Less than 36 hours apart, the Resist Trump: Occupy Inauguration Boston! rally and the Boston Women’s March for America provided two outlets for people to express their anger and anxiety over the reality of a Trump presidency—or simply to march in solidarity with communities affected by the hate that has surrounded it.
On Friday, the night of Trump’s inauguration, a small crowd gathered at the Parkman Bandstand in the Boston Common. With an overwhelming police presence in the area, protesters gathered to voice concerns and denounce the new president’s divisive rhetoric. Organized by the Boston Socialist Alternative and Boston Socialist Students, the speakers focused largely on healthcare, student loan debt, and immigrant rights.
One powerful moment occurred as a woman took the microphone and introduced herself in Spanish as a dining employee of Northeastern University. On Friday, many Northeastern dining hall workers, including the speaker, went on a one-day strike to protest the inauguration of Donald Trump. The woman described how Trump’s harmful words are not to be ignored—they symbolize a negativity and cynicism that will serve only to divide America. As she ended her speech, the crowd united to chant “SI SE PUEDE” with the reverberation heard throughout the Boston Common.
While there were serious and profound moments at the rally, it was often hard to focus on the true message of the event with such distracting signage and effigies around. Though most of the signs were positive in their delivery, advocating the protection of minority groups and the preservation of healthcare, others took a darker tone, with one inscribed “America was never great!” and another crudely insulting Hillary Clinton’s appearance. One group at the rally even coordinated a 9-foot tall puppet of Massachusetts Governor Charlie Baker, in which Governor Baker had a report card pinned to his lapel. The group 'graded' Baker quite stingily, with F's in every category.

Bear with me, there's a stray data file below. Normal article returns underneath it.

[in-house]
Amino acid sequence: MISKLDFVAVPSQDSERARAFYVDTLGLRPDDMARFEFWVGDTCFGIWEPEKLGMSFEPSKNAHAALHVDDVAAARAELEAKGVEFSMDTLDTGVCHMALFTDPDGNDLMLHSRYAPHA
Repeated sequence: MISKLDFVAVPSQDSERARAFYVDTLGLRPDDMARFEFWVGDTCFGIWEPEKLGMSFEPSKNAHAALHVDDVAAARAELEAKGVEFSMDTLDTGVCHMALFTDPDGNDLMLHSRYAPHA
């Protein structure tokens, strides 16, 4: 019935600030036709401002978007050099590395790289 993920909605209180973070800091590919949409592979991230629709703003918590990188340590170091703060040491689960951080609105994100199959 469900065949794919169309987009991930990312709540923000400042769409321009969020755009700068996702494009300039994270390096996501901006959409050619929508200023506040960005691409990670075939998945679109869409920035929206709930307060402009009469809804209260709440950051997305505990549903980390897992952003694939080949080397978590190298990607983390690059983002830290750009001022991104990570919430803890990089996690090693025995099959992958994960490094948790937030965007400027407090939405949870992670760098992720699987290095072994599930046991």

Offshoot presentations, seemingly unaffiliated with the Boston Socialist Alternative and Boston Socialist Students, were also taking place near the Parkman Bandstand. Boston saw its own Hillary Clinton and Bernie Sanders impersonators, as two men, donning masks depicting the 2016 presidential candidates, held a mock trial of the former Secretary of State and implicated Clinton in said trial.
The rally’s socialist roots were apparent, as the participants seemed to be less concerned with Trump’s divisive rhetoric and more intent on demanding that the government abolish economic inequalities, such as eliminating tax breaks for the wealthy. Though the speakers did have mostly positive messages, the event was not mainstream enough to attract a monumental crowd like that of the Women’s March the following afternoon.
On Saturday, a crowd estimated at over 150,000 people gathered in the Boston Common to kick off the city’s seminal response to the inauguration—the Boston Women’s March for America. The Women’s March website does not explicitly refer to President Trump, but it does clarify the mission of the event: “To march in solidarity with communities most affected by the hate, intolerance, and acts of violence being perpetrated throughout the nation.”
The participants of the Women’s March showed a tangible and unbound reverence for Hillary Clinton. Mothers toting their young daughters held signs reading “Women’s rights are human rights." An elderly woman wore an oversized t-shirt emblazoned “I am a nasty woman!” and on the back “Just try me…” Her partner, a similarly aged man, wore a pink “pussy hat,” a popular symbol of disapproval of Trump’s “locker room talk."
High-profile speakers, including Mayor Marty Walsh and Senators Elizabeth Warren and Ed Markey, rallied the crowd and spoke about the difficulties of the next four years. Senator Warren, in particular, emphasized the importance of action, proclaiming: “We can whimper, we can whine, or we can fight back.”
The energy of the Boston Women’s March for America felt powerful—the marchers were tied together by their unwillingness to be silenced. And those in attendance were by no means silent, carrying signs written “I’ve seen better cabinets at IKEA” and chanting “This is what democracy looks like!” and “Love trumps hate” along the route. A unifying event, the Boston Women’s March seemed to apply a salve to the wounds of the election results with those in attendance receiving an affirmation that no, they were not alone.
While the Resist Trump rally succeeded in uniting people on the far-left side of the political spectrum, the Boston Women’s March accomplished a monumental achievement in bonding people from all backgrounds. Those identifying with differing genders, races, ethnicities, citizenship statuses, and sexual orientations were all in attendance, coming together in a demonstration of support for women—a demographic threatened by the hate and intolerance of Trump’s words and actions. Accordingly, hundreds of thousands of Bostonians marched in solidarity in response to the inauguration, united under a common principle missing from the 2016 presidential campaign: respect for all.